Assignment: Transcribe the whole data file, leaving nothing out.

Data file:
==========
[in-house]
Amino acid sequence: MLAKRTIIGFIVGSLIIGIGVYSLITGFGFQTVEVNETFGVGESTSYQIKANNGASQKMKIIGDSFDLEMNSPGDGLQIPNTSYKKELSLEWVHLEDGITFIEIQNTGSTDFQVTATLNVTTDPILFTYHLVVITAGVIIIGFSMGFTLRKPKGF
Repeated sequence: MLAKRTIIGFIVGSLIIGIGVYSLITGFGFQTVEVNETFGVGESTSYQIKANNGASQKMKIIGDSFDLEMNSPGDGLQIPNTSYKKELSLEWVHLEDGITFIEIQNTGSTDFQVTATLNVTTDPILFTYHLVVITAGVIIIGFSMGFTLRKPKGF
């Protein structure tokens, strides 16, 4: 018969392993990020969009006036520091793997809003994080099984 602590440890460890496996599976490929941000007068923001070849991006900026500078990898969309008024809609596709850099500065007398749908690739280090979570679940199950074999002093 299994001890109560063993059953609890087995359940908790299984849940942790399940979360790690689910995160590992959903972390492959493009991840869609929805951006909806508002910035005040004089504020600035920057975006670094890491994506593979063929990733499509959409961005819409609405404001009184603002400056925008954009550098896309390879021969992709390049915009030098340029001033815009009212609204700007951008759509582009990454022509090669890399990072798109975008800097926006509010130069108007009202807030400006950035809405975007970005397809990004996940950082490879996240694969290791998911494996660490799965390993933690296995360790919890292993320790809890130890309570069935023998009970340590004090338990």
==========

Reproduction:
[in-house]
Amino acid sequence: MLAKRTIIGFIVGSLIIGIGVYSLITGFGFQTVEVNETFGVGESTSYQIKANNGASQKMKIIGDSFDLEMNSPGDGLQIPNTSYKKELSLEWVHLEDGITFIEIQNTGSTDFQVTATLNVTTDPILFTYHLVVITAGVIIIGFSMGFTLRKPKGF
Repeated sequence: MLAKRTIIGFIVGSLIIGIGVYSLITGFGFQTVEVNETFGVGESTSYQIKANNGASQKMKIIGDSFDLEMNSPGDGLQIPNTSYKKELSLEWVHLEDGITFIEIQNTGSTDFQVTATLNVTTDPILFTYHLVVITAGVIIIGFSMGFTLRKPKGF
């Protein structure tokens, strides 16, 4: 018969392993990020969009006036520091793997809003994080099984 602590440890460890496996599976490929941000007068923001070849991006900026500078990898969309008024809609596709850099500065007398749908690739280090979570679940199950074999002093 299994001890109560063993059953609890087995359940908790299984849940942790399940979360790690689910995160590992959903972390492959493009991840869609929805951006909806508002910035005040004089504020600035920057975006670094890491994506593979063929990733499509959409961005819409609405404001009184603002400056925008954009550098896309390879021969992709390049915009030098340029001033815009009212609204700007951008759509582009990454022509090669890399990072798109975008800097926006509010130069108007009202807030400006950035809405975007970005397809990004996940950082490879996240694969290791998911494996660490799965390993933690296995360790919890292993320790809890130890309570069935023998009970340590004090338990």